This dissertation explores the concept of futurity as an organizing cultural logic, guiding decision-making about the conditions of reproduction and the administration of citizenship to set the terms of national belonging now and in future generations. In particular, it examines how the (political) tension between the now and the not-yet impacts women as the literal and figural reproducers of the nation, suggesting that eugenic ideologies remain in play in contemporary society but operate through far more oblique practices than traditionally employed. I suggest that part of what generates the interaction between futurity, reproduction, and citizenship are discourses about what each of these terms (relationally) mean in the socio-political context of the present. Does the relationship between reproduction and futurity render the substance of women's citizenship, present and future, contingent upon their reproductive capacities and outcomes? Through the interactions of futurity, reproduction, and citizenship, is women's citizenship perhaps perpetuated as a means-end proposition--something that is enhanced by her adherence to norms of desirable reproduction and diminished by her ostensible deviance--such that citizenship carries less inherent value for women than for men?
This project focuses on three sites where the politics of citizenship and reproduction entangle to enact, prevent, and predict particular visions of the national future, illuminating state-sanctioned discourses and practices about the (reproductive) contingencies of women's belonging to the nation. The first site for this analysis considers proposed "Birthright Citizenship" legislation reforms and associated political narratives about immigrant women, their children, and the nation. The second considers judicial narratives produced and practices enacted about and upon families, legitimate motherhood/parenting, and the expectations of reproductive citizenship with regard to lesbian-parented families engaged in custody disputes. The third area involves reading the U.S. income tax code as itself a narrative and a set of disciplining technologies for and about the citizen par excellence, the taxpayer, and examining what cultural ideals are indicated by the natalism of the tax code. By engaging these three sites, I examine how state-based narratives about reproduction, the citizen, and human value intersect with a eugenicist futurity to structure our present and shape an idealized nation-to-be.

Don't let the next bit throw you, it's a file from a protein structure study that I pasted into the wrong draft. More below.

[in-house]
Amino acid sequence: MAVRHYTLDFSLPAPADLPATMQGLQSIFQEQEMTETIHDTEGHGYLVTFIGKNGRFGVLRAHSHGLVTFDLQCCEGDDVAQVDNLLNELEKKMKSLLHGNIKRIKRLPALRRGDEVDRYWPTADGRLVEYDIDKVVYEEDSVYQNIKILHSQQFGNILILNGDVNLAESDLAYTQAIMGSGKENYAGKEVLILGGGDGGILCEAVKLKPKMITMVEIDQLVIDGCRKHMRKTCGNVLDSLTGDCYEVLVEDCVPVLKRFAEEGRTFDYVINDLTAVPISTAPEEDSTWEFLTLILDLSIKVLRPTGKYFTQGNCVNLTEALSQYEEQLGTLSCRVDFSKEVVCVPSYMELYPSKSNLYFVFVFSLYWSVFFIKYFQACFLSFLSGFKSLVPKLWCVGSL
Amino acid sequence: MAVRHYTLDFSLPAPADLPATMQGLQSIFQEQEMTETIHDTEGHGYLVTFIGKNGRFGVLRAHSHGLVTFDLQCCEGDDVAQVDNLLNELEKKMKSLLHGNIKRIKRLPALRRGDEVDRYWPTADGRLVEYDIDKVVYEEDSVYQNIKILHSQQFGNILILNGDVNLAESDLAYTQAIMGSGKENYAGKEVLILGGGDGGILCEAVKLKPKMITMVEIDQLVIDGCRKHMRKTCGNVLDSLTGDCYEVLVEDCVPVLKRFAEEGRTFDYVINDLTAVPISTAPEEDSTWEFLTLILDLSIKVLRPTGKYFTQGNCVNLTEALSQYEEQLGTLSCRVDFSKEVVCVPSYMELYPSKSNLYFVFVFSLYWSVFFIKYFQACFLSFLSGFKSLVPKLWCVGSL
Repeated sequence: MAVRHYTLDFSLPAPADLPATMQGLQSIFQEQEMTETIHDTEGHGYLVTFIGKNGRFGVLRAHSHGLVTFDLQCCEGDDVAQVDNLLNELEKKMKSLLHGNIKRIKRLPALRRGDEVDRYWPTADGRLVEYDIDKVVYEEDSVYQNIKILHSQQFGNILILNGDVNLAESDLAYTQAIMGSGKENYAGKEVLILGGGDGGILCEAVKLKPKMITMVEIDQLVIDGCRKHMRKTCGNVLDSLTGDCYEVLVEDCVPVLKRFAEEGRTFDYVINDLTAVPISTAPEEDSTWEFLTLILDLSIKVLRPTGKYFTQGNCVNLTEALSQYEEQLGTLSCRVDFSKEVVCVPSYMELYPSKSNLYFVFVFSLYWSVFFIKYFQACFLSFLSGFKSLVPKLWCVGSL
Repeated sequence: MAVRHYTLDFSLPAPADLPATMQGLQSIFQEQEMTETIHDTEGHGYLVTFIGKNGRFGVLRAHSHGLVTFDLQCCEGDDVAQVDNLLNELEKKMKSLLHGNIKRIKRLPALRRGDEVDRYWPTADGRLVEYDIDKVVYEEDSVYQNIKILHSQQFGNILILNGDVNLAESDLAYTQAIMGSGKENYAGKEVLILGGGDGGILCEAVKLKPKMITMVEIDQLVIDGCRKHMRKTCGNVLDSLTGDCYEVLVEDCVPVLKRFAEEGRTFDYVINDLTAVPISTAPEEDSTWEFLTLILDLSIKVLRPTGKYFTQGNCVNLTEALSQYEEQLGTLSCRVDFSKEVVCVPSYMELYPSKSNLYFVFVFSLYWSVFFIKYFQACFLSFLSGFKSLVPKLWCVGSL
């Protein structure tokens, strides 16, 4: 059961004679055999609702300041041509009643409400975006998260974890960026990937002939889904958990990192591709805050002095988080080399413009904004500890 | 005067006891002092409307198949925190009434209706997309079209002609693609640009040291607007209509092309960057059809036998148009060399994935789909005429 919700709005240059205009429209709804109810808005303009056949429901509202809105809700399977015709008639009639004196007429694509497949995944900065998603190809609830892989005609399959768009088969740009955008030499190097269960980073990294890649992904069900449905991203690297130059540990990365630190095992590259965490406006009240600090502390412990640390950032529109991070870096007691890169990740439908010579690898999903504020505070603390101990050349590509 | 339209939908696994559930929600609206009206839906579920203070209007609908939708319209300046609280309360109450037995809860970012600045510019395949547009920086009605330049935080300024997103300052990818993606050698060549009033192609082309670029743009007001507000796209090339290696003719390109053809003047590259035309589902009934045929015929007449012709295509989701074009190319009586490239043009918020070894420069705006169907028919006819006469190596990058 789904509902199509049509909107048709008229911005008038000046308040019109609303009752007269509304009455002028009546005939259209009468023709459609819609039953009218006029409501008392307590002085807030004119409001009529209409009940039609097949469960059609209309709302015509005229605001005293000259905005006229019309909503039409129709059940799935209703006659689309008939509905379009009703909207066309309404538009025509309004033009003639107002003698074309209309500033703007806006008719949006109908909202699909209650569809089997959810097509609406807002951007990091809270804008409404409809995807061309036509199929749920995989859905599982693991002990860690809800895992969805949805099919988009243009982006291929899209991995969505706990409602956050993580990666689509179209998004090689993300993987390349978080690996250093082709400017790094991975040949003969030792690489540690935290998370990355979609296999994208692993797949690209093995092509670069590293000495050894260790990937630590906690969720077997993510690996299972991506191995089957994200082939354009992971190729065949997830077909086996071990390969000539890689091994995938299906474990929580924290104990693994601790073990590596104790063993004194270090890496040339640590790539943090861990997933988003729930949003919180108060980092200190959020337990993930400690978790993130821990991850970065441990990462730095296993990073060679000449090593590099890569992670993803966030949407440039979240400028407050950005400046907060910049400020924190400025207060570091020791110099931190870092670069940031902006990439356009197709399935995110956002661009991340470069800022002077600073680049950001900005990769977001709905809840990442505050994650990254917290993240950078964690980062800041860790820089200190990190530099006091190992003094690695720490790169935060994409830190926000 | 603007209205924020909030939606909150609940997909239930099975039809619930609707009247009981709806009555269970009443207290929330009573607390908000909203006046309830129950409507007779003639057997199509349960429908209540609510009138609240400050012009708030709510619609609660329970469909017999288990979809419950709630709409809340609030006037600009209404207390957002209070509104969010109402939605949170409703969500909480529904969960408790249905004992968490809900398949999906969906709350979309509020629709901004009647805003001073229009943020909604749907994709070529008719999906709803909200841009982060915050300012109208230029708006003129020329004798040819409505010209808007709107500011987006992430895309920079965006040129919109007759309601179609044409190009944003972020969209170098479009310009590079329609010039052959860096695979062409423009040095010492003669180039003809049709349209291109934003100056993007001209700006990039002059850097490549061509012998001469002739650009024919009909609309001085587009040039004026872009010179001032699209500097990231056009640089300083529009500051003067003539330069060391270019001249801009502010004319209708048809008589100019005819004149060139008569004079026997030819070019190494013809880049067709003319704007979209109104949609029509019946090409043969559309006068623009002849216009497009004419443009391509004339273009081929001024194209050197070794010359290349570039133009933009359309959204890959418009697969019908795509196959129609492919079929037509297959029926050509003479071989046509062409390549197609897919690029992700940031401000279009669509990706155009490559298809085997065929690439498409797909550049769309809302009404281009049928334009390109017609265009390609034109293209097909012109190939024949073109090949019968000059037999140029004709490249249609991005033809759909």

Table of Contents
1: Futurity, Eugenics, and Narratives of Nations
2: Citizens and M(O)thers: Reproduction, the Nation, and the
Instability of Citizenship
3: Birthright Citizenship: The State Contends with Immigrant Women and Children
4: Lesbian Motherhood and the Right to Parent
1975: Natalism and the Tax Code
Appendix A: Married Tax Returns Comparison Chart
Appendix B: Single Tax Returns Comparison Chart
318Appendix C: Married Tax Returns
319Appendix D: Single Tax Returns
About this Dissertation
|Committee Chair / Thesis Advisor|
|The Logic of Futurity: Reproduction, Cultural Eugenics, and Contingencies of Women's Citizenship in the Contemporary United States ()||2018-08-28||